After a quick initial freeze-up during the second half of September, ice growth slowed substantially during early October. On October 20, 2016, Arctic sea ice extent began to set new daily record lows for this time of year. After mid-October, ice growth returned to near-average rates, but extent remained at record low levels through late October. High sea surface temperatures in open water areas were important in limiting ice growth. October air temperatures were also unusually high, and this warmth extended from the surface through a considerable depth of the atmosphere.
Overview of conditions
In October 2016, Arctic sea ice extent averaged 6.40 million square kilometers (2.5 million square miles), the lowest October in the satellite record. This is 400,000 square kilometers (154,400 square miles) lower than October 2007, the second lowest October extent, and 690,000 square kilometers (266,400 square miles) lower than October 2012, the third lowest. The average extent was 2.55 million square kilometers (980,000 square miles) below the October 1981 to 2010 long-term average.
As of early November, extent remains especially low within the Beaufort, Chukchi, East Siberian, and Kara Seas. Since the beginning of October, ice growth occurred primarily in the Laptev Sea, stretching from the New Siberian Islands towards the coast. Little ice growth occurred in the Kara and Barents Seas, while ice extent increased in the Chukchi and Beaufort Seas.
Conditions in context
After an early rapid freeze-up in late September, the rate of ice growth slowed in the first half of October. From October 1 to 15, ice extent increased only 378,000 square kilometers (146,000 square miles), less than a third of the 1981 to 2010 average gain for that period. By October 31, Arctic sea ice extent stood at 7.07 million square kilometers (2.73 million square miles), the lowest extent in the satellite record for that date.
A primary culprit behind the slow growth is that sea surface temperatures in the Beaufort and Chukchi Seas, the Barents and Kara Seas along the Eurasian coast, as well as the East Siberian Sea, were above average. The open water areas in the highest latitudes at the date of the minimum in September had only recently formed and there was little input of solar radiation so far north. So those waters were just above the freezing point. When the atmosphere cooled in September, ice formed rapidly. However, further south, the sea ice had retreated far earlier in the season and a lot of solar energy was absorbed through the summer. This ocean heat inhibited the growth of ice in these regions. Finally toward the end of October, the surface ocean heat began to dissipate, triggering ice formation. However, even by October 25, sea surface temperatures were above average in these areas (Figure 2b).
The atmospheric circulation also played a role. October air temperatures at the 925 hPa level (about 2,500 feet above sea level) were unusually high over most of the Arctic Ocean (Figure 2c), especially over the Beaufort and Chukchi Seas and over the East Greenland Sea (up to 8 degrees Celsius or 14 degrees Fahrenheit above the 1981 to 2010 average). In part, these high temperatures resulted from high sea surface temperatures over the open water areas. However, unusually high sea level pressure centered over northern Scandinavia brought southerly winds from the East Siberian and Barents Seas, contributing to high air temperatures in these regions. In turn, unusually low pressure on the Pacific side centered roughly over the western Bering Sea brought southerly winds over the Beaufort and Chukchi Seas, contributing to unusually high air temperature there. The combined effects of the high sea surface temperatures and atmospheric circulation led to a pattern in which for the Arctic, unusual warmth in October extended from the surface through a deep layer of the atmosphere (Figure 2d).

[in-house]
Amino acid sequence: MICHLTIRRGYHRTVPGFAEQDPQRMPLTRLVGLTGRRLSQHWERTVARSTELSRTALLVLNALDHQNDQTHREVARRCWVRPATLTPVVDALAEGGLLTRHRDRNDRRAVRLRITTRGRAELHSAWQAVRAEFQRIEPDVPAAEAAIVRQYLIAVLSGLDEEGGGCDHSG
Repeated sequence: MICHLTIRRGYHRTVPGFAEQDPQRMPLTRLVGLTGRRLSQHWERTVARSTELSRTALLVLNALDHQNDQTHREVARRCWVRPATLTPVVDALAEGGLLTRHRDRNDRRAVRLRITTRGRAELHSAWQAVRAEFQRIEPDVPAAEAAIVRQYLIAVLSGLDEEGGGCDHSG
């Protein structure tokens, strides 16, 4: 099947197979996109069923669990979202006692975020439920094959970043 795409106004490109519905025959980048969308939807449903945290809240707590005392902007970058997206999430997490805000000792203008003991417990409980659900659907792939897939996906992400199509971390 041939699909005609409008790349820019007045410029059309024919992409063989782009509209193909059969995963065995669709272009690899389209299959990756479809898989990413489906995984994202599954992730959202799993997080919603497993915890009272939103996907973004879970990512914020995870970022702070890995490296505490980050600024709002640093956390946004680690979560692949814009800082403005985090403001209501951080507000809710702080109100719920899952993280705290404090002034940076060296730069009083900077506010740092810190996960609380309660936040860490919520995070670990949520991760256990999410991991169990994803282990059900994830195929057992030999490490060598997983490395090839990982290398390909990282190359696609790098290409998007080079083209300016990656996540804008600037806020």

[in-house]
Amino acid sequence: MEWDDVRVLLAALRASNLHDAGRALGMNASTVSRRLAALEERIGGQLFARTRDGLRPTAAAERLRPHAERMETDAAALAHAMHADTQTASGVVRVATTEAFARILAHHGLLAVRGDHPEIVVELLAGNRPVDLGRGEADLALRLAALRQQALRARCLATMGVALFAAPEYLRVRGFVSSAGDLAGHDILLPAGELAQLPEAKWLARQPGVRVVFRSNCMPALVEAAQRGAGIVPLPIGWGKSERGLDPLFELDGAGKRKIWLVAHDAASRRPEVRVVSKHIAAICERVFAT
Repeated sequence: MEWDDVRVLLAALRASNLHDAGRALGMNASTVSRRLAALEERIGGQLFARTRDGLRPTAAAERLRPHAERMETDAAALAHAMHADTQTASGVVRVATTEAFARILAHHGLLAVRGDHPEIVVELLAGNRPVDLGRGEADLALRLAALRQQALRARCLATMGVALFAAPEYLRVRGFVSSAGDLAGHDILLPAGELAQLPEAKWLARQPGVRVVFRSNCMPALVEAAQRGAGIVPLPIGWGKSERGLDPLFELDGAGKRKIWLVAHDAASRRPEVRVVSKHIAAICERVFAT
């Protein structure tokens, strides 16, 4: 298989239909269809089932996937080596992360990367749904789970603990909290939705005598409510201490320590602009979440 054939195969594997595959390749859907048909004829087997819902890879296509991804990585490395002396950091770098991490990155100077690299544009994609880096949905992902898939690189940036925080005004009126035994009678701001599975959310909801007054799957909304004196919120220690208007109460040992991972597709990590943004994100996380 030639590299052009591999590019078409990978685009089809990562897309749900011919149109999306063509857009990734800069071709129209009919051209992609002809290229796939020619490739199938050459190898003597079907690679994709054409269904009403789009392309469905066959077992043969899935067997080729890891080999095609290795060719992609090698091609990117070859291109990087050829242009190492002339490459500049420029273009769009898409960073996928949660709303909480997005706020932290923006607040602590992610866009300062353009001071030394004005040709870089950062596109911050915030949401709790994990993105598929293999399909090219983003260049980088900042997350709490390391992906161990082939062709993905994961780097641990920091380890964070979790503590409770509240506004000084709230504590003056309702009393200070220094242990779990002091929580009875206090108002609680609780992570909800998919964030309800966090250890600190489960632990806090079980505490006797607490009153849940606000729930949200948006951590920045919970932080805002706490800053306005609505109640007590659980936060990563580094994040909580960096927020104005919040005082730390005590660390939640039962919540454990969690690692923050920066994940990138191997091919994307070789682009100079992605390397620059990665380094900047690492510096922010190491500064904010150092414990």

As noted in our post last month, the Arctic is losing it’s oldest and thickest ice. A new animation from NASA Goddard’s Scientific Visualization Studio shows this loss over the past 30 years.
October 2016 compared to previous years
Through 2016, the linear rate of decline for October is 66,400 square kilometers or (25,600 square miles) per year, or 7.4 percent per decade.
Antarctic sea ice dropping
After a reaching its maximum extent unusually early and then following a period of relatively unchanging overall extent, Antarctic sea ice extent started to decline in earnest. Daily sea ice extent levels have been at second lowest in the satellite record since October 20 and below the two standard deviation range. Only the 1986 austral spring extent is lower. Ice extent is particularly low on both sides of the Antarctic Peninsula. The rapid early reduction in sea ice cover in this region may create favorable conditions for the break up of the eastern Peninsula ice shelves at the end of austral summer. Similar sea ice trends and weather conditions were present during the spring seasons preceding past ice shelf retreats (e.g., 2001 to 2002). Extensive open water, created by the downsloping fosters warmer air and surface melting, and allows longer-period ocean waves to reach the ice front of the ice shelves. Other areas of reduced sea ice cover are the Southern Ocean north of Dronning Maud Land, and the area west of the Ross Sea and north of Wilkes Land.